Oropharyngeal cancer

You are here: 

Treatments for oropharyngeal cancer

If you have oropharyngeal cancer, your healthcare team will create a treatment plan just for you. It will be based on your health and specific information about the cancer. When deciding which treatments to offer for oropharyngeal cancer, your healthcare team will consider:

  • the stage of the cancer
  • the size and location of the tumour in the oropharynx
  • where the cancer has spread
  • the best way to maintain swallowing, talking and breathing
  • your overall health
  • what you prefer or want

You may be offered one or more of the following treatments for oropharyngeal cancer.

Surgery

Surgery may be used as the main treatment to remove the tumour and any tissues that the cancer has spread to. Depending on the location, stage and size of the tumour, you may have one of the following types of surgery.

  • Surgical resection removes the tumour along with a margin of healthy tissue around it.
  • Transoral resection removes the tumour through an endoscope
  • Tonsillectomy removes the tonsils.
  • Glossectomy removes part or all of the tongue.
  • Laryngectomy removes the larynx (voice box).
  • Mandibulectomy removes part of the lower jawbone (mandible).
  • Maxillectomy removes part of the upper jawbone (maxilla).
  • Palatal resection removes and rebuilds part of the hard palate, soft palate or both.
  • Neck dissection removes lymph nodes in the neck (cervical lymph nodes).
  • Gastrostomy places a feeding tube into the stomach to help with nutrition.
  • Tracheostomy places a tube into the trachea (windpipe) to help with breathing.
  • Reconstructive surgery repairs areas affected by cancer or its treatment and helps to maintain the look and function of the mouth and neck as much as possible.
  • Salvage surgery removes cancer that remains after chemoradiation or radiation therapy.

Radiation therapy

Radiation therapy may be used as the main treatment for oropharyngeal cancer. It may be given alone or with chemotherapy as part of chemoradiation. External beam radiation therapy is the type of radiation therapy used for oropharyngeal cancer. Amachine directs radiation through the skin to the tumour and some of the tissue around it. Radiation is given to the tumour and the lymph nodes in the neck.

Chemoradiation combines radiation therapy with chemotherapy. The 2 treatments are given during the same time period. The chemotherapy makes the radiation more effective.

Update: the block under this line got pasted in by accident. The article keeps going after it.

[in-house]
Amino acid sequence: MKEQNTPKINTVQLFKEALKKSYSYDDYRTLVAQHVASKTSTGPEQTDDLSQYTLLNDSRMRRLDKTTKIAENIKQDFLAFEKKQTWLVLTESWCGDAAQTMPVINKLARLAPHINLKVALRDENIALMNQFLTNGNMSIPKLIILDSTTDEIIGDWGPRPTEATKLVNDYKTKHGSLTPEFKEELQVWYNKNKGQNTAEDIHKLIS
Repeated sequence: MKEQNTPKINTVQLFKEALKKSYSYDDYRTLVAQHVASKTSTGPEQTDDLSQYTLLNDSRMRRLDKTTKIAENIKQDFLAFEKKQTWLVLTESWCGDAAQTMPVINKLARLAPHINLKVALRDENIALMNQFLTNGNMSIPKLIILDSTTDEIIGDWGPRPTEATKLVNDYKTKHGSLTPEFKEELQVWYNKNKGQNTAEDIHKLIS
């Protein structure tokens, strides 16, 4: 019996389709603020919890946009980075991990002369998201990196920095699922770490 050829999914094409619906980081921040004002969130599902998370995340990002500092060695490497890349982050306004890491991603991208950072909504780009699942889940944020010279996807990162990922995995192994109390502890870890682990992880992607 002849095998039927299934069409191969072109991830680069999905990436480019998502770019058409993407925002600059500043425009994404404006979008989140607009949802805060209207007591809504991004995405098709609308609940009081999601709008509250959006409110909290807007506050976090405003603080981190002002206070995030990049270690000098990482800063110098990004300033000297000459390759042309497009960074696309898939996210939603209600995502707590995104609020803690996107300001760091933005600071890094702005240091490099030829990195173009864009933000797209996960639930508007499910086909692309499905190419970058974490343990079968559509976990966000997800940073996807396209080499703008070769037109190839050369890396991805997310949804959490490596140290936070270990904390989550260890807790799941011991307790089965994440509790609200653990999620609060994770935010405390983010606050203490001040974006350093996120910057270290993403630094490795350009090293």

Chemotherapy

Chemotherapy is usually given with radiation (called chemoradiation) as a main treatment for oropharyngeal cancer. Chemotherapy may be used alone before other treatments or combined with targeted therapy for cancer that has come back (recurred) or spread (metastasized) to distant sites.

Targeted therapy

Targeted therapy uses drugs to target specific molecules (such as proteins) on cancer cells or inside them. It is sometimes given in combination with chemotherapy drugs for cancer that has come back or spread to distant sites.

Immunotherapy

Immunotherapy helps to strengthen or restore the immune system’s ability to fight cancer. An immunotherapy drug may be given if the cancer comes back or spreads and has stopped responding to chemotherapy drugs such as cisplatin or carboplatin (Paraplatin, Paraplatin AQ).

If you can’t have or don’t want cancer treatment

You may want to consider a type of care to make you feel better without treating the cancer itself. This may be because the cancer treatments don’t work anymore, they’re not likely to improve your condition or they may cause side effects that are hard to cope with. There may also be other reasons why you can’t have or don’t want cancer treatment.

Talk to your healthcare team. They can help you choose care and treatment for advanced cancer.

Follow-up care

Follow-up after treatment is an important part of cancer care. You will need to have regular follow-up visits, especially in the first 3 years after treatment has finished. These visits allow your healthcare team to monitor your progress and recovery from treatment.

Clinical trials

Talk to your doctor about clinical trials open to people with oropharyngeal cancer in Canada. Clinical trials look at new ways to prevent, find and treat cancer. Find out more about clinical trials.

Questions to ask about treatment

To make the decisions that are right for you, ask your healthcare team questions about treatment.

endoscope

A thin, tube-like instrument with a light and lens used to examine or treat organs or structures in the body.

An endoscope can be flexible or rigid. It may have a tool to remove tissue for examination. Specialized endoscopes may have tools designed to examine or treat specific organs or structures in the body.

Specialized endoscopes are named for the organ or structure they are used to examine or treat.

Stories

Dr Troy Harkness Finding new ways to treat drug-resistant cancers

Read more

Together we can reduce the burden of cancer

Icon - beaker

Last year, we only had the resources available to fund 40% of high-priority research projects. Imagine the impact we could have if we were able to fund 100%.

Learn more